Monday, 7 March 2011

Simple Dynamixel / Matlab Example Code

Recently I started working with a some Dynamixel RX-28 servos from Robotis. Unlike standard hobby servos, these actuators can provide position, current and velocity feedback and also have various modes of control, including compliance. They also work on a RX485 network, meaning that they can be chained together. These features make the servos a popular choice for building small humanoids, such as the Bioloid (also from Robotis).

Though a MATLAB API is available, I found the on-line examples lacking somewhat, especially when all I wanted to do was drive the servo and log its position. The following code does just that, moving the servo 90 degrees clockwise and anti-clockwise, then displaying a log of the 'present position' and 'moving' registers from the servo EEPROM.
The 'Moving' register is set to '1' when the servo is in motion. This is a bit buggy though as you need a delay in the code for it to read anything other than '1' and it doesn't exactly stop on time. Matlab isn't hard real-time so this pause seems to affect the data logging somewhat (the motion is actually really smooth, unlike what is shown above). Take the 'pause(0.01) out of the code below and you'll see what I mean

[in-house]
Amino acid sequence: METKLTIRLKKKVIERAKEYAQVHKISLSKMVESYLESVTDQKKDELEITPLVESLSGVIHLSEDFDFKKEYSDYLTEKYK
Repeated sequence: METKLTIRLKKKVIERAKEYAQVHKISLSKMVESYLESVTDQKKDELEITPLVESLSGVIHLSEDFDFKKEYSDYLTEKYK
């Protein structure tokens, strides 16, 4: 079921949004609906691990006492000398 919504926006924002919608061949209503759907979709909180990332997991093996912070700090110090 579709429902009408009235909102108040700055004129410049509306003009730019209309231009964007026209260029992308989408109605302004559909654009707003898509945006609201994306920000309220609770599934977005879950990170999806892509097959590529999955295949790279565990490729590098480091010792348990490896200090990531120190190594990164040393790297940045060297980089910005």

Note that you'll need to download and register the dynamixel API with Matlab before using this code.
Here are the instruction from ROBOTIS:
These instructions from Agave Robotics are also useful
Note that I had to change the 'open  device' code from the examples given above. They just wouldn't work!

I hope this is useful to someone, I spent some time searching for an example like this but couldn't find one. Of course the dynamixel servos can do much more than this but this is a nice place to start.

The source code can be downloaded from Google Docs here.


Lazza said...

This is a great example of the capability of the Dynamixel actuators. I am currently doing an undergraduate dissertation with the use of these actuators for a haptic control system of a robotic arm.

Ad Spiers said...

Sounds interesting. You're not based in Reading are you? I hear they are doing similar work there.